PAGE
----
Owners of construction site ordered to investigate downtown sinkhole

The city has ordered the owners of a downtown construction site to pinpoint the cause of a large sinkhole that has closed part of Fourth Street S.W. since last Friday.
Fourth Street S.W. between 10th and 11th Avenues, shut down because of a sinkhole, will be closed until further notice, said the city. ((Bryan Labby/CBC))

The city has ordered the owners of a downtown construction site to pinpoint the cause of a large sinkhole that has led to the closure of part of Fourth Street S.W. since last Friday.

The City of Calgary issued an order Thursday requiring Pointe of View Developers to obtain a conclusive engineering report on the condition of the earth behind the shoring walls of the Gateway-Midtown condo project at 517 10th Ave. S.W.

Fourth Street between 10th and 11th Avenue has been closed since April 24 when the sinkhole — a cavity in the earth that can be caused through erosion — was first detected. The city said that section of the street will remain closed until further notice, but the sidewalk on the east side of the road will reopen by the weekend. 

Preliminary investigation and engineering reports have helped the city identify the "nature of the sinkhole," a city news release said Thursday, but it's necessary for more complex work to be carried out in order to obtain a more accurate assessment.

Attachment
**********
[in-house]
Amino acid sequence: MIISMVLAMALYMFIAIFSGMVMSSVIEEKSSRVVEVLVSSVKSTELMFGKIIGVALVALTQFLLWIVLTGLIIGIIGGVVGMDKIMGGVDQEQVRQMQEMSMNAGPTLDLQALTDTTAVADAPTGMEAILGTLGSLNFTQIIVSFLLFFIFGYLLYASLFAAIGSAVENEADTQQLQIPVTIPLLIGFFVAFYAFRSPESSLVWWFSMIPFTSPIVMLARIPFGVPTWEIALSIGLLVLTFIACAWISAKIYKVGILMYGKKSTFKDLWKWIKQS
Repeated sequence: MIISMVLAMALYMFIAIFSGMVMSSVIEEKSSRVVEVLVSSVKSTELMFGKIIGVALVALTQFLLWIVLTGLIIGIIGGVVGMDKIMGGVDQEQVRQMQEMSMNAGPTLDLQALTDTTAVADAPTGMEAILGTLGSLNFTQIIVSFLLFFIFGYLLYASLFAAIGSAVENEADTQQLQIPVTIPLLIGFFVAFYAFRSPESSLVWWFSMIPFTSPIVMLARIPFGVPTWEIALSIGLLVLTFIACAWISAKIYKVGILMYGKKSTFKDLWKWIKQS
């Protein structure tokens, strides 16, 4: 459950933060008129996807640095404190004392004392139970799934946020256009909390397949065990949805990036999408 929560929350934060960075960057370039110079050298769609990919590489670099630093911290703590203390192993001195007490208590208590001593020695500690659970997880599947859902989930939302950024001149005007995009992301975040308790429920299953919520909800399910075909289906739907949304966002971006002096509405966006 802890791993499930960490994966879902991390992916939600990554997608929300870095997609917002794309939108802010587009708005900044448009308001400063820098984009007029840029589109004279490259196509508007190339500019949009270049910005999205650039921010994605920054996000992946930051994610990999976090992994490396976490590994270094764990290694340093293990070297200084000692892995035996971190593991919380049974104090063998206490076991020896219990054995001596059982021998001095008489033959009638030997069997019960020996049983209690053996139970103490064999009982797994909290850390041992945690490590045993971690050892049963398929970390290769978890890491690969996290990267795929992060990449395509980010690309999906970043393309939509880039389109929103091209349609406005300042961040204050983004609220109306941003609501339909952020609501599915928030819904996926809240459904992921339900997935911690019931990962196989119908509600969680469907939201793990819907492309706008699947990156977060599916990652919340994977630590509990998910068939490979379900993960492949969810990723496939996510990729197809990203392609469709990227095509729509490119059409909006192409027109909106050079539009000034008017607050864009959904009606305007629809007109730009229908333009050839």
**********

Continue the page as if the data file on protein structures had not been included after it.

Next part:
The city has instructed the site owners to take the scaffolding and its temporary offices off the east side of the construction site and to remove the sidewalk. The work will allow a conclusive engineering report to be done which will identify any other voids and propose a course of action.

City officials estimated Monday that the sinkhole is about six cubic metres in volume. The crater, about eight metres below street level, is believed to be directly underneath several lanes of traffic.

Previous report made 'urgent' recommendations

The sinkhole is right next to the twin-tower condo construction site that was abandoned by its original developer in August. Court documents obtained by CBC News show there have been concerns in the past about the stability of the seven-storey open pit.

Deloitte and Touche, who took over the project as a receiver, hired an engineering firm to examine the site. A report in December made several recommendations, with some of them described as "extremely urgent," including:

  • Bracing the bottom of the excavation.
  • Pumping water out of the pit.
  • Continuously monitoring the shoring up of the pit.

The cost to secure the site was estimated at $2.2 million. Ald. John Mar said Wednesday he doesn't know if any of that work was carried out, or if it played any role in the creation of the sinkhole.